I'm trying to clarify my moral position, so I've been doing a lot of research into ethics (both meta-ethics and normative).

On one hand, I definitely align with utilitarianism (especially rule utilitarianism). That seems to be a "Moral Universalism" position, in that it should apply to all people at all times, regardless of culture. This seems, from my understanding, to be a moral realist position.

However, on the other hand, I also find myself agreeing with Non-cognitivism: I don't believe that moral claims are "propositions" that can be true or false. This is clearly a moral anti-realist position.

My question is: are these two positions contradictory? Or am I just misunderstanding the terminology?

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    Non-cognitivism is about the nature of moral claims (where they come from), utilitarianism is about their content (how good/bad is determined), so, in this sense, the two are independent of each other. However, utilitarianism merely asserts that good is determined by maximizing utility, whatever the basis for adopting this "good" might be, "it should apply to all people at all times, regardless of culture" is not part of it. That is moral realism and incompatible with non-cognitivism.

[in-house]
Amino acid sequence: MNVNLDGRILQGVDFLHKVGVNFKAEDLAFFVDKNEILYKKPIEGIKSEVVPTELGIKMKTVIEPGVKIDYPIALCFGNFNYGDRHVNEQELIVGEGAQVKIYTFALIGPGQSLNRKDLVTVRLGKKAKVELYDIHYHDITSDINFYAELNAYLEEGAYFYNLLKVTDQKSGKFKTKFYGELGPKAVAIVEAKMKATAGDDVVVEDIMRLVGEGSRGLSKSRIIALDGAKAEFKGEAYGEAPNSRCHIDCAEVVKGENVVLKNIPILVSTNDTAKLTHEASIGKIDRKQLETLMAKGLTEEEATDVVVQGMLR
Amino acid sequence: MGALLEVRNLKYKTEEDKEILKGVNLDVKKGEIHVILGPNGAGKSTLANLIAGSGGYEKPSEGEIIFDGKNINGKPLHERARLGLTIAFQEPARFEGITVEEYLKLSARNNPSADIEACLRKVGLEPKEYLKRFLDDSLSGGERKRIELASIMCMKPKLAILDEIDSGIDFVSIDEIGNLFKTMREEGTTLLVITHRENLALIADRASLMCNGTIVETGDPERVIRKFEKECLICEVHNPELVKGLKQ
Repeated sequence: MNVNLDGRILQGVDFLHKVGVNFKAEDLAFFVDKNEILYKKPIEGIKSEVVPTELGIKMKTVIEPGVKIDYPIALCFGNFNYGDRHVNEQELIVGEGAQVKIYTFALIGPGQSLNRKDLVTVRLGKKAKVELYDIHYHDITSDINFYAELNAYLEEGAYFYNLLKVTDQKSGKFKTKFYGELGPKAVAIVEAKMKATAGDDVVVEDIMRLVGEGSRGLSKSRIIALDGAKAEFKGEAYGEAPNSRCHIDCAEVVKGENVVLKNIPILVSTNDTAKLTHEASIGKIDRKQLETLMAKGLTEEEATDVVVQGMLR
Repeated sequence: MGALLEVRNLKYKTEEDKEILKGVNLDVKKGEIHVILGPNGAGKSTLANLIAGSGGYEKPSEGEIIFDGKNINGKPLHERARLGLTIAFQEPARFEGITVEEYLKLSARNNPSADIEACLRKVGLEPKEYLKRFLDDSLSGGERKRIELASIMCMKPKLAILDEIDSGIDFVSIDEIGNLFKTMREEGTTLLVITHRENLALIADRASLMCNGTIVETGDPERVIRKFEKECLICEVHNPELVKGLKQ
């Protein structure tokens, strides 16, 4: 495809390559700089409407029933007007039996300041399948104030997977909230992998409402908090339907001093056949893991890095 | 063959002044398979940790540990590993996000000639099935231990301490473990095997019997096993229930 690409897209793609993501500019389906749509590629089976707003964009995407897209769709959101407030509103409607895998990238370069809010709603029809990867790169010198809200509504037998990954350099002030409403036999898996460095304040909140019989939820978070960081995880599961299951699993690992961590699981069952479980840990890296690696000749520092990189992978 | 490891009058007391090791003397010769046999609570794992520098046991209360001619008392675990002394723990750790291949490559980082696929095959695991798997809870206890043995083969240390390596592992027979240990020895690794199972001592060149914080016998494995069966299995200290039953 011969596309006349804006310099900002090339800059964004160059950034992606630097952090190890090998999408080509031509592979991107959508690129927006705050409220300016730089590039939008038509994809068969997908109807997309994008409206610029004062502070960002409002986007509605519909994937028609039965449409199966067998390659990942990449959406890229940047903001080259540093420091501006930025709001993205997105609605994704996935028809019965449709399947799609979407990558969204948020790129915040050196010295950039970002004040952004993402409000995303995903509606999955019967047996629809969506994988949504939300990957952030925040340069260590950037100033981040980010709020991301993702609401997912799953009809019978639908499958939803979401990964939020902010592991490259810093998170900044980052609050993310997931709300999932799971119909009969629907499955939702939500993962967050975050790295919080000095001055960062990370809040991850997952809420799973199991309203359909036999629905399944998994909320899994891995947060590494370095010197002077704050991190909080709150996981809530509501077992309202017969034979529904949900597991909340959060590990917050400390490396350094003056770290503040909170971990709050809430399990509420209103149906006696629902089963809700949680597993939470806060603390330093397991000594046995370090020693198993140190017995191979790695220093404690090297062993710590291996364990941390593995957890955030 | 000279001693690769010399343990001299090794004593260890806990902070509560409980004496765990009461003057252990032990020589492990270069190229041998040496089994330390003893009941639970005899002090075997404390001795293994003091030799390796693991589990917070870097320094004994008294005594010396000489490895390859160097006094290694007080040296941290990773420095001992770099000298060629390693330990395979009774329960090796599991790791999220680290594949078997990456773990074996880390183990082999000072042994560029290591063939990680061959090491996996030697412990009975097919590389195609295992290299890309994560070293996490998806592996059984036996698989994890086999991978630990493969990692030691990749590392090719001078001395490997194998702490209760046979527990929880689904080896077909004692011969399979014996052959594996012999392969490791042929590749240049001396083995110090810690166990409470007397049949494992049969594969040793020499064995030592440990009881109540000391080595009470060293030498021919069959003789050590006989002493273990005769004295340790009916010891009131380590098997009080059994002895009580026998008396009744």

– Conifold
    Mar 17, 2021 at 9:38
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    @Conifold From my understanding, "it should apply to all people at all times, regardless of culture" is a statement of "moral universalism", NOT "moral realism".
    – gardenhead
    Mar 17, 2021 at 15:46

2 Answers 2


R. M. Hare was both a noncognitivist and a utilitarian. This begins a discussion of his emotivism and universal prescriptivism that spells out how he reconciled these attitudes and viewpoints, albeit imperfectly (even from his own perspective; the intro to the article relates a dream he had about self-doubt that he had achieved the goal he set for himself).


Yes. You can hold the non-cognitivist, emotivist position, "I approve of actions that follow a rule whose following tends to maximize the total utility," in the same way that someone can hold the emotivist position, "I disapprove of murder."

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